@john_capitalist: it’s not anti-Indian. If you check other countries you would be hard pressed to find one that allows a US Citizen to come in and take a job from that country’s locals.
We here in the US do not mind it, we welcome supporting illegals, and on and on. It could be another country but it happens to be India much of the time. There’s also a lot of Italians that are Mafia. Big deal.
The fact is, a job should first go to a US born citizen, then, if no one can be found, start looking around to fill it.
This will become a big deal in 2009. The good ol’ US has not seen what will be coming, at least since 1929. People who were born and raised here, pay Social Security, have paid into the system, probably think they deserve first shot.
Jim, the reason than most programmer here hate day job coder, not because we don’t like people who are not passionate about their job, it’s because they mostly make our job life a nightmare.
I think great developper love their job because they invent, create, and imagine, not because they code and debug.
I agree that some developer who love their job are bad developper. But I have not seen yet any day job coder doing great code.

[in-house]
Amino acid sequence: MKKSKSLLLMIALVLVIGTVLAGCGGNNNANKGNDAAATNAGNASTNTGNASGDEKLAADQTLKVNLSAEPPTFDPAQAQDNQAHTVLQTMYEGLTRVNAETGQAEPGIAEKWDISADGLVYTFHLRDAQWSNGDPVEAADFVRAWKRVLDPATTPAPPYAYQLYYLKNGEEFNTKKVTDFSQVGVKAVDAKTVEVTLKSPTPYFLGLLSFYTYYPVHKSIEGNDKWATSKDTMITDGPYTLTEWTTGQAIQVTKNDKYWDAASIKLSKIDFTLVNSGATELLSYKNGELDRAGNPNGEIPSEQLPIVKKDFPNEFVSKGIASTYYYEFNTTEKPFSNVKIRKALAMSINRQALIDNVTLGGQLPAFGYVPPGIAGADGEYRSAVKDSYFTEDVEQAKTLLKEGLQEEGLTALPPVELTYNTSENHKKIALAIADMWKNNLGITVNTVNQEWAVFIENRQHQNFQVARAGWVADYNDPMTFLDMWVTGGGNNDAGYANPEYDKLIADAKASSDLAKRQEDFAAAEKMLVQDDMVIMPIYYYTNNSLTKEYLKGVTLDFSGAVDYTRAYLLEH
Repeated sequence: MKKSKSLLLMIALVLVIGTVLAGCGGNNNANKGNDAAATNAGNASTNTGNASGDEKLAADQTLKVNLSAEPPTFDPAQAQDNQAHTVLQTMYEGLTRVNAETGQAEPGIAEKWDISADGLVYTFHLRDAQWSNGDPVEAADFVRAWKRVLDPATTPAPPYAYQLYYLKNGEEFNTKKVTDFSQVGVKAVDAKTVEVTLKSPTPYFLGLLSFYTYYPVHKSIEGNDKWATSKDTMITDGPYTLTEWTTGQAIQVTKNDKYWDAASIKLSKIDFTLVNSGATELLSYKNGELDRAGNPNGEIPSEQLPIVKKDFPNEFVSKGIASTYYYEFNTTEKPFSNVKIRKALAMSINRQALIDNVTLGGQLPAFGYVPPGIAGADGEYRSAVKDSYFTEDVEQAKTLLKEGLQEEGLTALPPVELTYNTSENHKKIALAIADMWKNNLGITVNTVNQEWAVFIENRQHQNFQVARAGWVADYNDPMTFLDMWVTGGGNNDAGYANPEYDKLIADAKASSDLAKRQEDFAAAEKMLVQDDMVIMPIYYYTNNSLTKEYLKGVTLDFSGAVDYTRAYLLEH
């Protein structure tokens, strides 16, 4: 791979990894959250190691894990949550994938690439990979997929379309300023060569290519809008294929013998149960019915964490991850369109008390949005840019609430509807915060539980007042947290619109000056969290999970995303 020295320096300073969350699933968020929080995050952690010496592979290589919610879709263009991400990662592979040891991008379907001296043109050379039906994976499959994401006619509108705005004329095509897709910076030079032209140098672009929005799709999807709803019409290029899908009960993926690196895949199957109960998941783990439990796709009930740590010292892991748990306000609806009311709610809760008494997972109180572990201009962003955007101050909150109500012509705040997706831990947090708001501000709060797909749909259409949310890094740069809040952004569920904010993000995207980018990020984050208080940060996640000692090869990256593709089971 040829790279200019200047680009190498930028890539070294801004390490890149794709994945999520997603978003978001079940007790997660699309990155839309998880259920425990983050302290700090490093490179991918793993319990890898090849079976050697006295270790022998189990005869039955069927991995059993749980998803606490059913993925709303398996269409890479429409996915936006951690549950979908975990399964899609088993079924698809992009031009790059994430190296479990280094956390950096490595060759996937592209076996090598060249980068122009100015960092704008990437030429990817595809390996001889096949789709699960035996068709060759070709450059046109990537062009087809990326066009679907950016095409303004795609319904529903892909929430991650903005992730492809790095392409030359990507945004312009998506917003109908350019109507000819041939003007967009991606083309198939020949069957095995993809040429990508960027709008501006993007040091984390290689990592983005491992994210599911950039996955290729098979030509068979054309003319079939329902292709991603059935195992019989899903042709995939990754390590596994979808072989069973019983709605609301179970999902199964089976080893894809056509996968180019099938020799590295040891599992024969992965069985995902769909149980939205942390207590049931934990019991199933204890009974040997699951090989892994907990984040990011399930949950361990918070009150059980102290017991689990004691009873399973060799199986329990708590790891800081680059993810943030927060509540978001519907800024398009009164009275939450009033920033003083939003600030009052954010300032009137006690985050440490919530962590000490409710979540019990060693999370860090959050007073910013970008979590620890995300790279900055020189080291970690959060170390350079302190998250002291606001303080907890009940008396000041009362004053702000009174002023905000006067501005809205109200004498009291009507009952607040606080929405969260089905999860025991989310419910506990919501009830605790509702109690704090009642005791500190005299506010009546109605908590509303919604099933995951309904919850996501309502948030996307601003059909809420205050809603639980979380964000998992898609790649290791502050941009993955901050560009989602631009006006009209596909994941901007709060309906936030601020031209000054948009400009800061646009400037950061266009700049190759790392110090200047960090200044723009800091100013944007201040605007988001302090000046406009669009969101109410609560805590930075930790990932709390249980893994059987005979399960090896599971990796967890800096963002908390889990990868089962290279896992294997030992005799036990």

‘day job’ coder who are competent and professional ? what are the conditions to be competent and professional ? to my mind for a developer to be competent he has not to make our life harder than it is.
From now, I have not seen yet such a specimen.
Before I even read your post I was thinking to myself, Damn, Jeff is a workaholic. He was just doing updates and answering questions on the Stack Overflow blog last night. Now you’ve found time to respond to something Joel said in a response to a comment to his blog? There must be 25 hours in your day.
Where do you belong?
Quitter, how uncertain are you in the certain world?
Quitting or Realizing?
Daniel Lehmann: We seem to have a different definition of fun, that’s all that there is to it I suppose. I wanted to learn about Textual Fingerprinting for a hobby project of mine, so I had to learn Hidden Markov Models. Creating a RSS reader with Scala made me learn the actor model (and later I had to use Erlang in one of my courses). Monads I learned from programming a webserver in Haskell. Linux just sort of happened ;). The thing is that I have a huge list of things I want to program, every single item of these things seem to be funnier than to do something someone else have come up with (for me). I’m quite curious if you do projecteuler because you have no such list (ludicrous!) or because you like to fix smaller problems or maybe something else?
I guess programming is not a job but a passion. If you love it you will never stop doing it. It’s not just a job.
Even in my spare time after work I still sit at home coding things. This is a passion I share with only a few of the people I work with. Some just do the work - go home and do other things. While guys like me can not do without it.